Learn how to avoid the crowds
This weekend my family and I engaged in an activity along with many others across the country: raiding the clearance sales at Borders. I’m devastated at the mega-bookstore’s demise, but that didn’t stop me from seeing what books I could obtain.
Before I made a separate trip to the store with my mother, she gifted me with three books she’d bought there earlier in the day (thanks, Mom!) They’re all unofficial guides to Disney World. Between them the three contain myriad tips on taking a Disney vacation: how to find the best savings, how to navigate the parks, where to find hidden tidbits around little-traveled corners, and more.
The first book I’ll review today is “Mini Mickey” by Bob Sehlinger. It’s part of a travel series called “The Pocket-Sized Unofficial Guide,” and this one pertains to Walt Disney World. In terms of layout it’s the same as most travel guides, organized in sections looking at restaurants, hotels, and attractions. The book reviews each on a five-star system.
Being a guide to Disney world, “Mini Mickey” is a little more detailed than that. It gives price ranges for restaurants using actual monetary amounts, not just more or less fork symbols representing the amount of money one should expect to spend there. In addition to such reviews of hotels, restaurants, and attractions it offers tips on how to get around Orlando. I mean it when I say Orlando and not Disney World.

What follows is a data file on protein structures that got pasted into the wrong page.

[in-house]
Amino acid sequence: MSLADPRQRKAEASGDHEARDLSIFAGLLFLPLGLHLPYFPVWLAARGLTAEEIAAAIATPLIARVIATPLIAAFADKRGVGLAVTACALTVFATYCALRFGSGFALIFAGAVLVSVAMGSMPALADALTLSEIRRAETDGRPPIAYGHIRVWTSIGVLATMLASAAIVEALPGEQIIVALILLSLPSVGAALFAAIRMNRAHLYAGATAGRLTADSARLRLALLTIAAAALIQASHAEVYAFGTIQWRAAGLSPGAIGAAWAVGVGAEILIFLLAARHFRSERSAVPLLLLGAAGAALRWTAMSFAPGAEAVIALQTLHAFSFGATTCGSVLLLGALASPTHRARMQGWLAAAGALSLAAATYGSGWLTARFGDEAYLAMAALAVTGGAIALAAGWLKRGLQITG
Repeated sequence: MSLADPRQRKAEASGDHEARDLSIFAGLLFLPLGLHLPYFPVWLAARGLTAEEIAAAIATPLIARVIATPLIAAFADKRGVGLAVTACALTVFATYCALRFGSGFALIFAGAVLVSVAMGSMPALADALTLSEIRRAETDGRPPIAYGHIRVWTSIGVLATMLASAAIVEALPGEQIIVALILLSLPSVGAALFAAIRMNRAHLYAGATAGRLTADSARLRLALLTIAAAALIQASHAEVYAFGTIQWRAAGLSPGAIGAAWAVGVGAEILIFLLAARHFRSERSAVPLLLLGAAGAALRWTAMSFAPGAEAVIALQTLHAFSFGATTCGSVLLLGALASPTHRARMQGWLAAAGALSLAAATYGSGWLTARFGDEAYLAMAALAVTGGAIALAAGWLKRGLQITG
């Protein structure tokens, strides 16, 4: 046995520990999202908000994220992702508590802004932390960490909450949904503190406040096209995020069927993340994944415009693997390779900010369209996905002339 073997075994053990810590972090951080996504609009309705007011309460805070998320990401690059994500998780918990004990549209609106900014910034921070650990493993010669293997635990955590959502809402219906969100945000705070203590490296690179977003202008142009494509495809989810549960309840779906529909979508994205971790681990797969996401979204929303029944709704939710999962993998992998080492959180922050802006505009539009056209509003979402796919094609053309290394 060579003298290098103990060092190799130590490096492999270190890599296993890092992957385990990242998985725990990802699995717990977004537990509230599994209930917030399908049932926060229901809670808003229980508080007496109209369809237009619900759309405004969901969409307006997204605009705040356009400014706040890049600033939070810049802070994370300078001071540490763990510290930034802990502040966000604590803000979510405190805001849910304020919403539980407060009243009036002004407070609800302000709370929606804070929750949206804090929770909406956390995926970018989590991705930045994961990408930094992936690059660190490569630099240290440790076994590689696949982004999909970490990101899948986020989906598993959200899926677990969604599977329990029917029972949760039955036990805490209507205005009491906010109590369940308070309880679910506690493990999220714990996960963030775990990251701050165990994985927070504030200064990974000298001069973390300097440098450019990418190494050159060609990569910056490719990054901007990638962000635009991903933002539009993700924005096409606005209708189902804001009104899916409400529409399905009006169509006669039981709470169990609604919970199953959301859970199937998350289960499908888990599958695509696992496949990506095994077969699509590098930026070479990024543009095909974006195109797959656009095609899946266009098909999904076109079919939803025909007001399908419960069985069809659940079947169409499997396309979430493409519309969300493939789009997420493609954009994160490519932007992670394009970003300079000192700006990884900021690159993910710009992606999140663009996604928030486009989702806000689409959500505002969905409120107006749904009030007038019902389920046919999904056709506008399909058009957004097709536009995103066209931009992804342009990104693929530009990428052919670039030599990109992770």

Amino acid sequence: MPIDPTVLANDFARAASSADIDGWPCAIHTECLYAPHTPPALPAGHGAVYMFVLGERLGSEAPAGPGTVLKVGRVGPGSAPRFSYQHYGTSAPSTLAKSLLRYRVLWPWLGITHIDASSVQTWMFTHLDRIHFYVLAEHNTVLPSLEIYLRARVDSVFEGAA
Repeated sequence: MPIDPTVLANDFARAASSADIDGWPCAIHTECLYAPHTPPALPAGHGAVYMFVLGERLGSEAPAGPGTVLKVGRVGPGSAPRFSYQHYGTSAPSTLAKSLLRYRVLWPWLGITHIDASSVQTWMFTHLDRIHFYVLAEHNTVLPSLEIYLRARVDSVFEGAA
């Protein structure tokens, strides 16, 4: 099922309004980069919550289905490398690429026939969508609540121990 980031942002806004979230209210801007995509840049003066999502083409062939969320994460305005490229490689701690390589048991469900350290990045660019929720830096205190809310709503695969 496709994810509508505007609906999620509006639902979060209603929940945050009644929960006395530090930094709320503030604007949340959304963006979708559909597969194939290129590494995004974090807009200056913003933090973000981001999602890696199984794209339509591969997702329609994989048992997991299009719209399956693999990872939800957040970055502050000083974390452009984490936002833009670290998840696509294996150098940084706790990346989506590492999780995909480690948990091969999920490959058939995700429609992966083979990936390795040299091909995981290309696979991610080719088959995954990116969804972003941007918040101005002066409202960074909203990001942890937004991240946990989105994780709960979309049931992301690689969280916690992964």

Thanks to this guide I know something invaluable that I never would have realized without it: just how big Disney World and Orlando are. I’ve seen the Google Earth map of Disney World, so I did know in theory how big it was, but I guess because I’ve never thought in practical terms about going to Disney World I never realized how much travel is involved just in getting from one of Disney World’s parks to another.
Naive me assumed that it would be like the smaller theme parks I’ve attended, where I could take a simple walk from the roller coaster section over to the water park. Not so; Disney World is huge, and the sheer travel from one section to another is part of the reason why even Disney World suggests taking at least one day to explore each park. I always thought that was just greed, execs trying to make families spend as much time in each of the parks as possible.
“Mini Mickey” gives tips on where to stay based on what you want to do, covering both Disney and non-Disney hotels. It also explains the best route to take to get where you want to be.
The book is chock full of such fantastic information. It covers when and where to go to Disney World, where to stay based on what you want to do, helps you evaluate whether or not you want to do all of your eating and sleeping at the parks or not, and even covers many of the non-Disney aspects of your stay. You want to stay outside of Disney? It has details on grocery stores in Orlando, in case you plan to cook your own meals.
If you want to go to Disney World but have no idea how to plan the trip, then you want this book. You could find most of its information online, but not all in one place as well organized as “Mini Mickey.”